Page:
NICK EICHER, HOST: Good Monday morning! The first Monday of the month when spring starts. It’s the 4th of March 2019, and this is The World and Everything in It from listener-supported WORLD Radio.
Good morning to you, I’m Nick Eicher.
MARY REICHARD, HOST: And I’m Mary Reichard. Today, I’ll cover the biggest religious establishment case this term at the Supreme Court: the Bladensburg World War I Memorial arguments heard last week.
EICHER: But before we get to that, four rulings last week from the Supreme Court.
First, a death row inmate wins a reprieve from execution.
Vernon Madison doesn’t remember that he killed a police officer in 1985. A series of strokes wiped the memory. His lawyers argue that executing him now violates the Eighth Amendment’s ban on cruel and unusual punishment.
Justice Elena Kagan wrote the majority opinion here. She said that imposing the death penalty on someone with a mental disorder is not always unconstitutional. But that in Madison’s case, legal errors in the courts below have to be corrected.
The only question now is whether Madison can understand why the sentence was imposed on him. So, case remanded to the Alabama state court for further proceedings.
REICHARD: It’s notable that Chief Justice John Roberts joined the liberal wing of the court to make the majority five. In dissent, conservative justices Samuel Alito, Clarence Thomas, and Neil Gorsuch said opponents of the death penalty are gaming the system, and now the majority rewards them.
EICHER: OK, the second ruling: A man who claimed a dietary supplement failed to perform as advertised has been let down once again. The Supreme Court decided unanimously that certain time limitations can’t be extended as they pertain to certifying a class action suit. His lawyers may be able to find other legal grounds to pursue a claim, and so the court also remands this case to a lower court.
REICHARD: A third ruling is a win for a man whose lawyer didn’t carry out his instructions. The man wanted his lawyer to appeal his criminal convictions, but he didn’t and he had his reasons.
But six justices agreed the client “owns” the decision whether to appeal, not the lawyer. So now that case returns to lower court.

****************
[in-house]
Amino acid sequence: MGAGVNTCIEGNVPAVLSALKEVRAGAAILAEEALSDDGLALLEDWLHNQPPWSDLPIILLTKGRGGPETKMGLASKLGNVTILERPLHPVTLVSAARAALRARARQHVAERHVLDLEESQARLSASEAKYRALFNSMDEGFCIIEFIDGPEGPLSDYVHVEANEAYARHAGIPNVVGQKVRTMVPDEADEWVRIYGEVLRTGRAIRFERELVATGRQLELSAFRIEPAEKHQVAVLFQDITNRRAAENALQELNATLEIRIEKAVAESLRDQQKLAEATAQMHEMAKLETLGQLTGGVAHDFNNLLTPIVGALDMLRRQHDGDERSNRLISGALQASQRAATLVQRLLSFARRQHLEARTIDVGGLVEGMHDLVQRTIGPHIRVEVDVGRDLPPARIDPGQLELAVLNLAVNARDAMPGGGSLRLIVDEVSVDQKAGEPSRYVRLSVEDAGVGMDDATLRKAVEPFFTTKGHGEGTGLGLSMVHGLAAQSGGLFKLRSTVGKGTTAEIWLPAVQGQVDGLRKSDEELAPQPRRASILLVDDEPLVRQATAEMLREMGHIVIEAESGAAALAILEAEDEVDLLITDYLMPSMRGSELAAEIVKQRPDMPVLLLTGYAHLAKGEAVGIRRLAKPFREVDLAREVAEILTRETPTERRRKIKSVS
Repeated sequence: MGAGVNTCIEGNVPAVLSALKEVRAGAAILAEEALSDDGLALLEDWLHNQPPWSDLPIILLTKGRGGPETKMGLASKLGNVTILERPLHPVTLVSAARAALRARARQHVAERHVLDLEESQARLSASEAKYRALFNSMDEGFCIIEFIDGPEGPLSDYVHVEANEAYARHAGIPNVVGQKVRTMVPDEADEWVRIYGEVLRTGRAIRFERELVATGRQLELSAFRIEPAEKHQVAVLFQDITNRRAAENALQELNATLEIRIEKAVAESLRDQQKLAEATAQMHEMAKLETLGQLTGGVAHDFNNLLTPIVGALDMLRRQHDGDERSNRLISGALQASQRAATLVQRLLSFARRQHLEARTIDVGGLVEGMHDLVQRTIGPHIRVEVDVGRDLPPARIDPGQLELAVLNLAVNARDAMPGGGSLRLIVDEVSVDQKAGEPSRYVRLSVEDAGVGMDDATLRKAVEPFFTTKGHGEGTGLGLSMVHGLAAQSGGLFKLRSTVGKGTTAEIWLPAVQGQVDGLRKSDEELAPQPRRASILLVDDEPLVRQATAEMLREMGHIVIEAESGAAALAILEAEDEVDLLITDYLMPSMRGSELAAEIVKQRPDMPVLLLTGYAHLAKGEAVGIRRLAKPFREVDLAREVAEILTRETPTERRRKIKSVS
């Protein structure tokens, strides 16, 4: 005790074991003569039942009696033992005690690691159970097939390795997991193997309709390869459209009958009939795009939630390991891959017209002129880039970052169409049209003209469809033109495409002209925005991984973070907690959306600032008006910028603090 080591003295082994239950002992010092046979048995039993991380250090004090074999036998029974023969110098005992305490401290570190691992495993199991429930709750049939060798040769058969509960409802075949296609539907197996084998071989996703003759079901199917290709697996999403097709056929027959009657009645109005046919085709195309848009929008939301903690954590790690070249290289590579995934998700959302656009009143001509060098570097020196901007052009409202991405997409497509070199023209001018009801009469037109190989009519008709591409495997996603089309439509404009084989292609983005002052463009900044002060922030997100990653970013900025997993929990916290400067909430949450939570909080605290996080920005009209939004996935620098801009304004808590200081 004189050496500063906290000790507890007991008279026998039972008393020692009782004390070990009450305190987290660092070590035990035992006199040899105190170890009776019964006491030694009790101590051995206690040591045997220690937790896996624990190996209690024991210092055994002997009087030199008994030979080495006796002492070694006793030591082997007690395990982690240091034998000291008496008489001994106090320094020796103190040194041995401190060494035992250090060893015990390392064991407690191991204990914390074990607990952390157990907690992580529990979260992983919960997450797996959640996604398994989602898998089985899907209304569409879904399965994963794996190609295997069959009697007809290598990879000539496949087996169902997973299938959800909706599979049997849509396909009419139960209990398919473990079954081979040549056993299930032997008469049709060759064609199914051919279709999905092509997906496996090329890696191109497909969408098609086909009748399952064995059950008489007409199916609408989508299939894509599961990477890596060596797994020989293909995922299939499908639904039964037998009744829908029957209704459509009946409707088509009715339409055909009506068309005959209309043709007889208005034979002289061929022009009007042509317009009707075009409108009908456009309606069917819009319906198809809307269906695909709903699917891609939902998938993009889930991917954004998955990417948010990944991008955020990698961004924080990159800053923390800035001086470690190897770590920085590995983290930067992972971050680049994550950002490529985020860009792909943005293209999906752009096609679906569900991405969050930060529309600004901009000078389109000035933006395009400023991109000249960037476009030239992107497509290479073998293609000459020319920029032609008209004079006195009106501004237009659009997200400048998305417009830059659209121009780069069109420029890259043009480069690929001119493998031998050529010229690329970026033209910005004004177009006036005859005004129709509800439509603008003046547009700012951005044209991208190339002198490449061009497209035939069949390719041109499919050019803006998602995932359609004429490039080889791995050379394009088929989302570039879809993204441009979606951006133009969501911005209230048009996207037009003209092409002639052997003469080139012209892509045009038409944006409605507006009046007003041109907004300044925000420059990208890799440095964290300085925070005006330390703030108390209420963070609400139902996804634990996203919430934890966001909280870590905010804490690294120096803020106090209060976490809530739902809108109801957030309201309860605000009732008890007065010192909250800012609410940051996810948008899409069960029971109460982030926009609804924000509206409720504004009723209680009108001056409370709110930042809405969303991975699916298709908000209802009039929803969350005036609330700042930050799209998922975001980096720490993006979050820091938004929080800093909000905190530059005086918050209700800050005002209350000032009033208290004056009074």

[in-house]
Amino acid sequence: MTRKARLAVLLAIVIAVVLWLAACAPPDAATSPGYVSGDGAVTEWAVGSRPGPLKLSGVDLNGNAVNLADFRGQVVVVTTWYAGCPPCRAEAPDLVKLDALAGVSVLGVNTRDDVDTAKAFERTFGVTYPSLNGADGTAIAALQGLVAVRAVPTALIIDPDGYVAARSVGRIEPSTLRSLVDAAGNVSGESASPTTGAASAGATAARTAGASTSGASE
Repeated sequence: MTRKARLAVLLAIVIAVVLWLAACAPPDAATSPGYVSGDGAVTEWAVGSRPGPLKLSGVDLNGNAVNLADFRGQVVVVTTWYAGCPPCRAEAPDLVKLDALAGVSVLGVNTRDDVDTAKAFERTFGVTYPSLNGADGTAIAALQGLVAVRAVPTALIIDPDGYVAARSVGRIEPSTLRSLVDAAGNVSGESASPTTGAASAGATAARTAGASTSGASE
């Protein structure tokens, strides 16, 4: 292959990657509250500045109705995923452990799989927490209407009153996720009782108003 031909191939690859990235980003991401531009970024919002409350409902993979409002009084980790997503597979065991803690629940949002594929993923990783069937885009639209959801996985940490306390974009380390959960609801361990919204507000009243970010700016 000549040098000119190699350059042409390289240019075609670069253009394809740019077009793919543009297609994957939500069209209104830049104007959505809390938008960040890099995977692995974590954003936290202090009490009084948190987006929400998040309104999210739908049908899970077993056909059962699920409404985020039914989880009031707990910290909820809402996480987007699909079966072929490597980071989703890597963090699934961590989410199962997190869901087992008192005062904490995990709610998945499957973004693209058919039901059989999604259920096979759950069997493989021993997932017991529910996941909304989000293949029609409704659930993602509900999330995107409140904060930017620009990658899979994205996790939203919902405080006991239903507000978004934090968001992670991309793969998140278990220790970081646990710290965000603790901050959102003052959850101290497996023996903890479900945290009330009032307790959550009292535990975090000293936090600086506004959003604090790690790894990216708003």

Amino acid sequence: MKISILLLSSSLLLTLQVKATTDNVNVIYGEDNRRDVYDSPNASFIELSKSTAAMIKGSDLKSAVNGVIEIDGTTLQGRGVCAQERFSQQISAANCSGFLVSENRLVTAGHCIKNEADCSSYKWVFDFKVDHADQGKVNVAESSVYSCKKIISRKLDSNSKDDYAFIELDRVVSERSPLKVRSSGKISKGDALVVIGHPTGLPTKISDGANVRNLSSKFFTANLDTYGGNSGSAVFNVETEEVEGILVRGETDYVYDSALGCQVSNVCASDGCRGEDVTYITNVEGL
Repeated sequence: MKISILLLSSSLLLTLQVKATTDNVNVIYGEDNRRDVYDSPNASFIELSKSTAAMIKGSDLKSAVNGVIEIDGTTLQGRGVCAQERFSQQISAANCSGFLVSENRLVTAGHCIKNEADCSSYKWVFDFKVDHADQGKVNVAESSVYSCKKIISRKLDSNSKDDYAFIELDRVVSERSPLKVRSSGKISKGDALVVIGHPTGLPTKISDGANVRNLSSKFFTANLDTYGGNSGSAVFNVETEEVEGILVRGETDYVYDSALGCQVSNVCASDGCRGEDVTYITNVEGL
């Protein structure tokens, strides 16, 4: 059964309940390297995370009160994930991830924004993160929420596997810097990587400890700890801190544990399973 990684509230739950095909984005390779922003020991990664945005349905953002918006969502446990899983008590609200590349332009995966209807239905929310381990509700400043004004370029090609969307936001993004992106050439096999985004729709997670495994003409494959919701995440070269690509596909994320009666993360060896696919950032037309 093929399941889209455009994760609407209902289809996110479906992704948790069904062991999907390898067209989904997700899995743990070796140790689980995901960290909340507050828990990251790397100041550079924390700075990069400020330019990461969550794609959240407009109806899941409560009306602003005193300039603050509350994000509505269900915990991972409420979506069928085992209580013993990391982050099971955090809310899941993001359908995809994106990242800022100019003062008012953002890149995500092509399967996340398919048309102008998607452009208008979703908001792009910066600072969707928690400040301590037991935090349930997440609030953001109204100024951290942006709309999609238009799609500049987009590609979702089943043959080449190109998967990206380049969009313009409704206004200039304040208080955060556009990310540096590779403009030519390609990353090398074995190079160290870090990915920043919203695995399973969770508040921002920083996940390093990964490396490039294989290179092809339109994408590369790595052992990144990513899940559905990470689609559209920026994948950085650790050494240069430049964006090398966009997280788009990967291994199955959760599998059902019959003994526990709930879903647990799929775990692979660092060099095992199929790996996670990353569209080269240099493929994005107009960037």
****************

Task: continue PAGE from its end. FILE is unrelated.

EICHER: And finally, a 7-1 decision that opens up lawsuits against some international organizations that are based in the United States.
The International Finance Corporation loans money to poor and developing nations. The law that created the IFC after World War II shielded it from litigation.
IFC lent millions of dollars to build a power plant in India, with provisions not to harm the environment. Some local people alleged environmental harm did occur, and they sued. The court decided the IFC is not absolutely immune from suit, and under certain circumstances, plaintiffs may sue to recover damages.
REICHARD: And one other interesting tidbit: in a case not argued, called a per curiam opinion, the justices decided that a judge who died before a decision is issued cannot be counted in the final vote tally. This, even though the judge wrote the opinion and then died a few days later. There’s some wit in this opinion. It says: “Federal judges are appointed for life, not for eternity.”
EICHER: OK, now onto the biggest religious Establishment Clause case this term. It’s titled: The American Legion versus American Humanist Association.
Briefly, the facts: A World War I memorial in the shape of a cross stands 40 feet tall in Bladensburg, Maryland.
The American Legion helped complete its construction back in 1925, and got the help of the mothers of 49 men who died in the Great War.
The structure sits where three major roads converge and public funds help maintain it.
Since 1961, the Maryland park and planning commission has handled maintenance.
And for nearly half a century, the memorial stood without incident.
REICHARD: Until, that is, several non-Christians found the cross offensive.
Along with backing of American Humanist Association, they sued, alleging the monument violates the First Amendment prohibition of an established government religion.
The argument was 70 minutes. I’ll try my best to give you the flavor of both sides with extended audio clips I’ve edited for brevity, while keeping intact the speakers’ intent.
I’ll start with the aggrieved parties. Lawyer Monica Miller argued that the way the cross is being used at Bladensburg offends just about everyone, including, she said, Christians. You’ll hear her first, and then you’ll hear Justices Samuel Alito, Neil Gorsuch, and Chief Justice Roberts follow up with her. You will hear Miller refer to “the commission.” What she means by that, essentially, is the state. Have a listen.
MILLER: But the commission is here arguing today….that it is, you know, telling Jews, telling Muslims, telling humanists that the cross honors them, when they emphatically say it does not. And it’s telling Christians that their most preeminent and—and sacred symbol of Jesus Christ actually, in fact, also symbolizes atheism.
ALITO: Can I ask a question….So let’s say there is a shooting at a church, and Christians are targeted and killed. There is a shooting at a synagogue, and Jews are targeted and killed. There is a shooting at a mosque, and Muslims are targeted and killed. In each case the town says we are outraged by this. We want to put up a monument to express sympathy and solidarity…. They ask those people what kind of monument would you like, and they all say it’s very important for us to put up something of religious significance….And those towns do that. Would that be a violation of the Establishment Clause?
MILLER: If, say, like an obelisk with maybe a Star of David, that’s not as loud, you know, not—we’re actually trying to, you know—I think the commemorative purpose would need to predominate over the sectarian.